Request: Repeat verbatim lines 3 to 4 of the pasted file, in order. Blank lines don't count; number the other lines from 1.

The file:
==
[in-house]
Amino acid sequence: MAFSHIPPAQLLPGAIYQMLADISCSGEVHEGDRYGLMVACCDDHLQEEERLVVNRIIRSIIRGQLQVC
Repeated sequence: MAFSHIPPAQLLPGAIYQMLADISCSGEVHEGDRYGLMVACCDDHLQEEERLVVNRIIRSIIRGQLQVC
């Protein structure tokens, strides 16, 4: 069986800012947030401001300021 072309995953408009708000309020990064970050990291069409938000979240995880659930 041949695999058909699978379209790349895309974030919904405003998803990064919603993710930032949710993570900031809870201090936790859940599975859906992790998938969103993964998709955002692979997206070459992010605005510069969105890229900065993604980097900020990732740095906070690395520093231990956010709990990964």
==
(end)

Repeated sequence: MAFSHIPPAQLLPGAIYQMLADISCSGEVHEGDRYGLMVACCDDHLQEEERLVVNRIIRSIIRGQLQVC
């Protein structure tokens, strides 16, 4: 069986800012947030401001300021 072309995953408009708000309020990064970050990291069409938000979240995880659930 041949695999058909699978379209790349895309974030919904405003998803990064919603993710930032949710993570900031809870201090936790859940599975859906992790998938969103993964998709955002692979997206070459992010605005510069969105890229900065993604980097900020990732740095906070690395520093231990956010709990990964």